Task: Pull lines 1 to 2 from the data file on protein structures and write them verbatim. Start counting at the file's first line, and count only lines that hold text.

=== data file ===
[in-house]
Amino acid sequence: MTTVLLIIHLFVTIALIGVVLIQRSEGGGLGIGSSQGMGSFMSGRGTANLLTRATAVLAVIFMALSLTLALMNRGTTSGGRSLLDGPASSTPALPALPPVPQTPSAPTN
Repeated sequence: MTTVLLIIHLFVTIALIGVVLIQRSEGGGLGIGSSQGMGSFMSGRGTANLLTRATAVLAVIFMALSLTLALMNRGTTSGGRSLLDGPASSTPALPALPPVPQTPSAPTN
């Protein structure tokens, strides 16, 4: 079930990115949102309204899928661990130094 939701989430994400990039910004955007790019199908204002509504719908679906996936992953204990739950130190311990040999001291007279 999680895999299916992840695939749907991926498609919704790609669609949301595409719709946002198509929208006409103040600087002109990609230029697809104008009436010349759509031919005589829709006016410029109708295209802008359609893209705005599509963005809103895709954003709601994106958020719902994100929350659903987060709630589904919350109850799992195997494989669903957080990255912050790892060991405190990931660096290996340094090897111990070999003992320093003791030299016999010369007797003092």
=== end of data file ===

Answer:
[in-house]
Amino acid sequence: MTTVLLIIHLFVTIALIGVVLIQRSEGGGLGIGSSQGMGSFMSGRGTANLLTRATAVLAVIFMALSLTLALMNRGTTSGGRSLLDGPASSTPALPALPPVPQTPSAPTN